Google’s Self-Driving Cars on Public Roads

Many has changed since the first test drive a self-driving car which took place on 1 May 2012 in Las Vegas. And it seems like the future of transportation belongs to them.

The astounding autonomous cars have made impressive progress in the past two years. According to the Google company, their car has gathered more than 700,000 accident-free miles without human intervention. Of course that the test drives have been limited to a few closed courses and select areas. But this is about to change. Starting this month, Google and a few other ambitious automakers will be able to unleash self-driving vehicles on any public road in the state of California. Last week, the state Department of Motor Vehicles (DMV) handed out its first 29 permits for testing autonomous cars on all of the state's public roads.

Google’s Self-Driving Car

According to The Guardian Google won 25 of the 29 total permits, which will allow the company to test 25 modified, self-driving Toyota Lexus SUVs. Meanwhile, Volkswagen AG Audi and Daimler AG-Mercedes Benz also received two permits each to test their own modified, self-driving cars.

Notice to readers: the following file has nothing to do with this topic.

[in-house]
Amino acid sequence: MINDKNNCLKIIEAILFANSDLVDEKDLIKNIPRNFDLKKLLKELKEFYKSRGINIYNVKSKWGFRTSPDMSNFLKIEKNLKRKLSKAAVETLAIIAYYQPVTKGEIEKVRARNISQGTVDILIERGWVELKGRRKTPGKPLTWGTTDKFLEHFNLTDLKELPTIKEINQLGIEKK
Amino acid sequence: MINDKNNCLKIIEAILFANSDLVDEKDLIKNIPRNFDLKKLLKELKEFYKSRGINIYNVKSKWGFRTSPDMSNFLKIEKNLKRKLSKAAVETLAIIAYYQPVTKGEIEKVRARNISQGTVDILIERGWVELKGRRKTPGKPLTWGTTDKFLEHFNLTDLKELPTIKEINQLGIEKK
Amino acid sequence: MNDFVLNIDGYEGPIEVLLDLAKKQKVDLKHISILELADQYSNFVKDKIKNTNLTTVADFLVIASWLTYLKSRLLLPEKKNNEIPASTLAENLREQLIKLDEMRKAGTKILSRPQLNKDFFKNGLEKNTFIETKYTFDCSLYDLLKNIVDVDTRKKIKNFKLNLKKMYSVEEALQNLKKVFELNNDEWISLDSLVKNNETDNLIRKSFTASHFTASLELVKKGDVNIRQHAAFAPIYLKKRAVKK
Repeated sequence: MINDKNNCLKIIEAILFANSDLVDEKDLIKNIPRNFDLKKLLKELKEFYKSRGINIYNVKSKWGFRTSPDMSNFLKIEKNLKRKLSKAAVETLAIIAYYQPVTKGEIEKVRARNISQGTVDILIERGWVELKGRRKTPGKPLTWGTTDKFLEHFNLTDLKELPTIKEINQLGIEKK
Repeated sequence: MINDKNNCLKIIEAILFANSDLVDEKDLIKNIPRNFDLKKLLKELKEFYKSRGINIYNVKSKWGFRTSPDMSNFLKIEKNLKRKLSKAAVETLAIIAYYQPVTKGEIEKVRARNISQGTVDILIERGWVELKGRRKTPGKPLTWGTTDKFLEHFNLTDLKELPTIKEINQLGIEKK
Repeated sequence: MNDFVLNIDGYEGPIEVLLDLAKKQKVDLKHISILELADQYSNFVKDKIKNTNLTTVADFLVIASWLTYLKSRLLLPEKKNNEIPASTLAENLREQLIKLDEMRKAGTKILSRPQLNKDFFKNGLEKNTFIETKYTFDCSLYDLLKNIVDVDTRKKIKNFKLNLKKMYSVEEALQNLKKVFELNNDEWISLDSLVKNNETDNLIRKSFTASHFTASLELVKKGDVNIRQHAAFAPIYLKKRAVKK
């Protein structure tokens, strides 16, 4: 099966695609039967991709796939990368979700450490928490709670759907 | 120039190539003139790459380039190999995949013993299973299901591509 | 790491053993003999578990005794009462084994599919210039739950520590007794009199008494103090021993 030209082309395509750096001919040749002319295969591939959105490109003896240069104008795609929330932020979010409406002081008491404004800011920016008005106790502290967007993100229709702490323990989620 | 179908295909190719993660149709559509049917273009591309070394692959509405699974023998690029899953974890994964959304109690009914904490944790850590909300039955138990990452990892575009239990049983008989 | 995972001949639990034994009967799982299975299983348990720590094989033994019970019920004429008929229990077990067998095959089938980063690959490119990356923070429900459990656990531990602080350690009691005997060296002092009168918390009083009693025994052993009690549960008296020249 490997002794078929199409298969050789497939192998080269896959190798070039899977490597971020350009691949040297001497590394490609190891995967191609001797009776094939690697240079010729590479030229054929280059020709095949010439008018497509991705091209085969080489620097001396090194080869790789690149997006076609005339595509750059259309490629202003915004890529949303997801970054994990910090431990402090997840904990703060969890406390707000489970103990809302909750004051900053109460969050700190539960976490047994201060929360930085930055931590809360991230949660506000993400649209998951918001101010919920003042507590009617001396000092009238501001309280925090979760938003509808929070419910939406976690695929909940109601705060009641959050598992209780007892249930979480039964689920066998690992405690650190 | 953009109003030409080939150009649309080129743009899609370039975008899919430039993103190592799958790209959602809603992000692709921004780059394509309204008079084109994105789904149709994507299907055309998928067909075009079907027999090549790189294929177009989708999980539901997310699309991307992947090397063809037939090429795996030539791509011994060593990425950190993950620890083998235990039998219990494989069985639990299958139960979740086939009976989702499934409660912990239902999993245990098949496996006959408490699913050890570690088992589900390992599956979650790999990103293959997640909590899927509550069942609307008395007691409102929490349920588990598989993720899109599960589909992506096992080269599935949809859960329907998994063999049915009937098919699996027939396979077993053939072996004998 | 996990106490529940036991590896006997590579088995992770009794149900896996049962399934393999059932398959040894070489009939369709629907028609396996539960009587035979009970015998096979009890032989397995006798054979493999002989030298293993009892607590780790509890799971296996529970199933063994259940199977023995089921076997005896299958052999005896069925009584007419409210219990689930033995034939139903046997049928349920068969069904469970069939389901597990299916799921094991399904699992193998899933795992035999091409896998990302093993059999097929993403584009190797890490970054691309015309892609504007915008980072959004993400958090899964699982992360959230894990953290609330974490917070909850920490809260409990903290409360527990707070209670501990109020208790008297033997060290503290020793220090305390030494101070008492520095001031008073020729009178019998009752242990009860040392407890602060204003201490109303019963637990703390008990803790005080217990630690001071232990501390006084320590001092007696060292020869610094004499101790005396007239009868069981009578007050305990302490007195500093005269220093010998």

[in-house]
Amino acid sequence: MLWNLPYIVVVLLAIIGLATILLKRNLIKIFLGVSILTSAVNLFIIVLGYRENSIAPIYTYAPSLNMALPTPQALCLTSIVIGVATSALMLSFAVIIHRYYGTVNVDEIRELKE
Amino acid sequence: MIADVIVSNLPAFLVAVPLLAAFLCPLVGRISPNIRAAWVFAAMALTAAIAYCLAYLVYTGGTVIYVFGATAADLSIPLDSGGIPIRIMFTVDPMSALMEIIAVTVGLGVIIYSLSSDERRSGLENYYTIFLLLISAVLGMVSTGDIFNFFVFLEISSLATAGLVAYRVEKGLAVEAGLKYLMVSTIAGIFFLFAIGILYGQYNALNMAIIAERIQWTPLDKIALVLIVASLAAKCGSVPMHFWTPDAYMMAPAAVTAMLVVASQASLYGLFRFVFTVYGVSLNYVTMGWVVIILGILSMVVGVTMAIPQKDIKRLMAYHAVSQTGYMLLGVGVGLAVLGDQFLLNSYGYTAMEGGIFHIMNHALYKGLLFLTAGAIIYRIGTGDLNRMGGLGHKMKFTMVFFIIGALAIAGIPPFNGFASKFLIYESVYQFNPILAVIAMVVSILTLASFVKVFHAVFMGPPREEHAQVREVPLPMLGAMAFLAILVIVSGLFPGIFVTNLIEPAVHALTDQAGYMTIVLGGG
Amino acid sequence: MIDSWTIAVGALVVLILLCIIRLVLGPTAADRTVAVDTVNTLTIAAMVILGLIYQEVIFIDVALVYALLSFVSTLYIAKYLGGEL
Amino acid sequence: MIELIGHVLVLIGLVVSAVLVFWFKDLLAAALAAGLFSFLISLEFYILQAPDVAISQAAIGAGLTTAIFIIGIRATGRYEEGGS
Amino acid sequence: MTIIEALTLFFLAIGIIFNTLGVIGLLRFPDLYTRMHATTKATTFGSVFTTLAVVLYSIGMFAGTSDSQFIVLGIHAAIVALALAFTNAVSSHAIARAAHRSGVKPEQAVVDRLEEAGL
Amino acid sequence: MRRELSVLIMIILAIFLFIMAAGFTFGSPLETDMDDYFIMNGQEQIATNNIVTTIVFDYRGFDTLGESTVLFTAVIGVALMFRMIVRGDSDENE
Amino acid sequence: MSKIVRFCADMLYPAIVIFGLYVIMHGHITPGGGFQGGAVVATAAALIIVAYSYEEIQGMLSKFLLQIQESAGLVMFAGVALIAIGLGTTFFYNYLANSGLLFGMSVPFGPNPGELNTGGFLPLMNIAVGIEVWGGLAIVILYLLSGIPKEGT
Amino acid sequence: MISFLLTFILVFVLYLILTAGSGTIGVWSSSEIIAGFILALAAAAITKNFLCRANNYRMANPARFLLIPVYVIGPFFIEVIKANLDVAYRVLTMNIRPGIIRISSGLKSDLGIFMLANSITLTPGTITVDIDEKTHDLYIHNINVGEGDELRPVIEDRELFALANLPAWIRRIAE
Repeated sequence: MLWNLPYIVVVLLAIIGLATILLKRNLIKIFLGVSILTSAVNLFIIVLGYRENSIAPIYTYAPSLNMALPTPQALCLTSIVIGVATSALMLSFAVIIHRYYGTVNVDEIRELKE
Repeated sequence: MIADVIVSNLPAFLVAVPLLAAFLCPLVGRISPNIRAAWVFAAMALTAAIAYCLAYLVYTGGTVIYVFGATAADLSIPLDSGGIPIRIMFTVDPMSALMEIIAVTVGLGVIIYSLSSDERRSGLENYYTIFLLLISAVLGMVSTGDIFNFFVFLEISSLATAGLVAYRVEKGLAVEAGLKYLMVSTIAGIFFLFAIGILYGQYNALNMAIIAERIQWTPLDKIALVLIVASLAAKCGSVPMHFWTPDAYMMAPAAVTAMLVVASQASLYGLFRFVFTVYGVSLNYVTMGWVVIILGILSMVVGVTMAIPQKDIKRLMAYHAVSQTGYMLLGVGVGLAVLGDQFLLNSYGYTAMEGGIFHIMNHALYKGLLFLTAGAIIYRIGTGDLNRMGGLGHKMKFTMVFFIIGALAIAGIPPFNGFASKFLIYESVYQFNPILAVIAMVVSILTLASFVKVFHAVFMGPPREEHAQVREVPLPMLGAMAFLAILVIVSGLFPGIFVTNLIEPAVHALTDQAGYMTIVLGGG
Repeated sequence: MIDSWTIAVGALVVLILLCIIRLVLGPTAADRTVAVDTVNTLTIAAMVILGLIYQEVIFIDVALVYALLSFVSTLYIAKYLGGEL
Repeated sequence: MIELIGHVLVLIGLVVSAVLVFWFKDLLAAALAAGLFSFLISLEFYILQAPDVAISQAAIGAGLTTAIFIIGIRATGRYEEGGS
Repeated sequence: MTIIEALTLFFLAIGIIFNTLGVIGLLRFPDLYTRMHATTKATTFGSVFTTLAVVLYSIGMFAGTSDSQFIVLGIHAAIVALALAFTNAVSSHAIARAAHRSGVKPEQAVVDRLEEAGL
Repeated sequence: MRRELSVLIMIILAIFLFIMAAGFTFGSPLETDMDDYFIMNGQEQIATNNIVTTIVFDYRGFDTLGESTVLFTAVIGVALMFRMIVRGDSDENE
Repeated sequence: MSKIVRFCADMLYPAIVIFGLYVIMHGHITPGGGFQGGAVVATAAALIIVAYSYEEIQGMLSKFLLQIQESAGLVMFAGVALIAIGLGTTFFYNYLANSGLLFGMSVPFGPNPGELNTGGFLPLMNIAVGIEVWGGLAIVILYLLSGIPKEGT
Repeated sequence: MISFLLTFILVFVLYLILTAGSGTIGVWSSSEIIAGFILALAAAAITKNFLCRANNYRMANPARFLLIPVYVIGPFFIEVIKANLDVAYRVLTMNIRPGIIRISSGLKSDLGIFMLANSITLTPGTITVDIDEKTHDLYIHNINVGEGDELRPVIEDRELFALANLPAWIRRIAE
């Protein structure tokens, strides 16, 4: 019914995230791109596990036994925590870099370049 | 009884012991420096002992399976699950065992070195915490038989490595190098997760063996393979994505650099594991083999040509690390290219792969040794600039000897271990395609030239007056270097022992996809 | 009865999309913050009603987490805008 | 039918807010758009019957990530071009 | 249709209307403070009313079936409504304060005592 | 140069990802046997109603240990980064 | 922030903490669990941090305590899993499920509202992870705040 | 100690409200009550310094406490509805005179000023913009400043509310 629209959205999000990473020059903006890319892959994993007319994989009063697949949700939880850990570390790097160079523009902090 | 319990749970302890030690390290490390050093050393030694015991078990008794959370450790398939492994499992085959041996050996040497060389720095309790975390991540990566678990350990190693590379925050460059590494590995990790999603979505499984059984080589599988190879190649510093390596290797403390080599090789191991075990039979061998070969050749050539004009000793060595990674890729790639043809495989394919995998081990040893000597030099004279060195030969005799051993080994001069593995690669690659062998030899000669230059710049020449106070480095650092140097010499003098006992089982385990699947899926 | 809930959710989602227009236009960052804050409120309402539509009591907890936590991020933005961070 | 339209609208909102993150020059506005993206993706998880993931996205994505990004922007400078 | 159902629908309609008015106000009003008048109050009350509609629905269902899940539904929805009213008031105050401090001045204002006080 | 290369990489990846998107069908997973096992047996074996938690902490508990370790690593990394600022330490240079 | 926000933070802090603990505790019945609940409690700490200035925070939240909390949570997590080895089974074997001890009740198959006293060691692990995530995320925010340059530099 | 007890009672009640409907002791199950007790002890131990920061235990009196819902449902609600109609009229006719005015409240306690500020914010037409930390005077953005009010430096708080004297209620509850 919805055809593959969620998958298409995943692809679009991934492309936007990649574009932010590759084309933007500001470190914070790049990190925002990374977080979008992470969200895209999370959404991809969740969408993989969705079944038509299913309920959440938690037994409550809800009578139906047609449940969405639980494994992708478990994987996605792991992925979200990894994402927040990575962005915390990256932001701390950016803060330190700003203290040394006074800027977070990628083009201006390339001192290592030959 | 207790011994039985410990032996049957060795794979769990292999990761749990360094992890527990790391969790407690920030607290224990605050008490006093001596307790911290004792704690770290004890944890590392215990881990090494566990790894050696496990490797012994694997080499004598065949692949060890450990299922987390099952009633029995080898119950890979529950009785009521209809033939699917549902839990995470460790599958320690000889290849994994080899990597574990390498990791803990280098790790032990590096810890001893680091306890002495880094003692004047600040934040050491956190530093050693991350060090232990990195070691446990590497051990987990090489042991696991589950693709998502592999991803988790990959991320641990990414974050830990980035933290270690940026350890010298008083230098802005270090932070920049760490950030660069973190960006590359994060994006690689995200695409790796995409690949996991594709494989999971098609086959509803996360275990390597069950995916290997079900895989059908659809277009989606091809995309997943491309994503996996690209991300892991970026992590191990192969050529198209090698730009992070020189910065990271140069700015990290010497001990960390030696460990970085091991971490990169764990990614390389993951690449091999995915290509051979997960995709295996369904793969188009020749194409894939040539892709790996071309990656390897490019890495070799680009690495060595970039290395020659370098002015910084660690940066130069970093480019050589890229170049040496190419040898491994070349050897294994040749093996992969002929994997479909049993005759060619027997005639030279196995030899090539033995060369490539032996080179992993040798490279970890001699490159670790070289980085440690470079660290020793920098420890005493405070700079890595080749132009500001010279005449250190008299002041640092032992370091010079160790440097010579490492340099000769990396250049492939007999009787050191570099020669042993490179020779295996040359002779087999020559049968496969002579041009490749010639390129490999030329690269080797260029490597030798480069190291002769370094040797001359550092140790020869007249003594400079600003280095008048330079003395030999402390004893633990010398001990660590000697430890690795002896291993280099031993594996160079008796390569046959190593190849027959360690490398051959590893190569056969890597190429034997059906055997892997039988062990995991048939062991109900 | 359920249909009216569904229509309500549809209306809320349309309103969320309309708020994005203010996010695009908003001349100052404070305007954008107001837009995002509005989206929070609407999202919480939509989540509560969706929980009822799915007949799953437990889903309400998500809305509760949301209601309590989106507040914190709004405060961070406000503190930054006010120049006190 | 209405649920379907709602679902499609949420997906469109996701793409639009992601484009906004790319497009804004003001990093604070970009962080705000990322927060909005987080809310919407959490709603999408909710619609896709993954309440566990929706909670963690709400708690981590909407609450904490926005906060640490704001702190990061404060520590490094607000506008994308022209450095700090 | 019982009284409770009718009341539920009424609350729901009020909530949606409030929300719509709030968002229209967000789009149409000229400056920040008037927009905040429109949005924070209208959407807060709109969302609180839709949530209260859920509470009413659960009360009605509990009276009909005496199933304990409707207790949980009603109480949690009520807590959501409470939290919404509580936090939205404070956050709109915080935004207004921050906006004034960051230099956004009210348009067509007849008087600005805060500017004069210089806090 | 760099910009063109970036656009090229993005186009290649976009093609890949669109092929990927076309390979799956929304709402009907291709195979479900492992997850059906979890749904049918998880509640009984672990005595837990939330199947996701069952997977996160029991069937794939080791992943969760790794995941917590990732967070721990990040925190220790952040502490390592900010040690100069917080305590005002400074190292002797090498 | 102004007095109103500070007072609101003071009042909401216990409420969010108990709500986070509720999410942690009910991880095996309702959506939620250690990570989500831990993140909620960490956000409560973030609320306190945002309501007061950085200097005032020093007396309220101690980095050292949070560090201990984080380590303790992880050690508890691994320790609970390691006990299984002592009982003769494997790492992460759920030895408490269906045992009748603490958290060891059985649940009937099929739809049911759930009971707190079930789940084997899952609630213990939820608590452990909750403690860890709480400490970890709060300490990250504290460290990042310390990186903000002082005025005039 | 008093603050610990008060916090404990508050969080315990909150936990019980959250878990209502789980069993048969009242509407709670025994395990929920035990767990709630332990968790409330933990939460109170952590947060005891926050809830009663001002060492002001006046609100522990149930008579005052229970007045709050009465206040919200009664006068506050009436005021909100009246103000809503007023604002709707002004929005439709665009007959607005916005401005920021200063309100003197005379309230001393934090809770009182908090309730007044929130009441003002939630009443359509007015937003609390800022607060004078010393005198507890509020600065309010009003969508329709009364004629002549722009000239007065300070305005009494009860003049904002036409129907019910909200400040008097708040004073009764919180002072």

The permits are the result of a law that California passed back in 2012 officially authorizing autonomous vehicle tests, which came after similar laws were passed in Florida and Nevada. In California, any qualified organization can apply for self-driving car permits: they cost $150 for the first car and $50 for every additional car, and require companies testing them to cover insurance costs up to $5 million. Now you’re talking! The permits are designed to help legitimize and regulate the thriving technology, while making sure that California remains at the forefront of its research and development.

Jean Shiomoto, the director of the California DMV said in a public statement "Autonomous vehicles are the future of transportation. The potential safety and mobility benefits are enormous." "Testing on public roads is one step to developing this technology, and the DMV is excited in facilitating the advancement of autonomous vehicles in California."

Of course, the requirements were many and well stated like the ability of test drivers to take command of an autonomous vehicle at any time, to operate safely on public roads using different methods that are used in the testing and development of the cars. The next step is to make the cars capable of managing more and more complex situations.

What’s next?

We are looking of a new era of test driving the self-driving cars. The cars are already very well aware of their environment and it will only get better day by day. But the question remains: Are we, humans, ready to give up the leading steering wheel to a machine, even if money, luxury and fame come with it? This remains to be seen, but we would appreciate to hear your opinions about self-driving cars.

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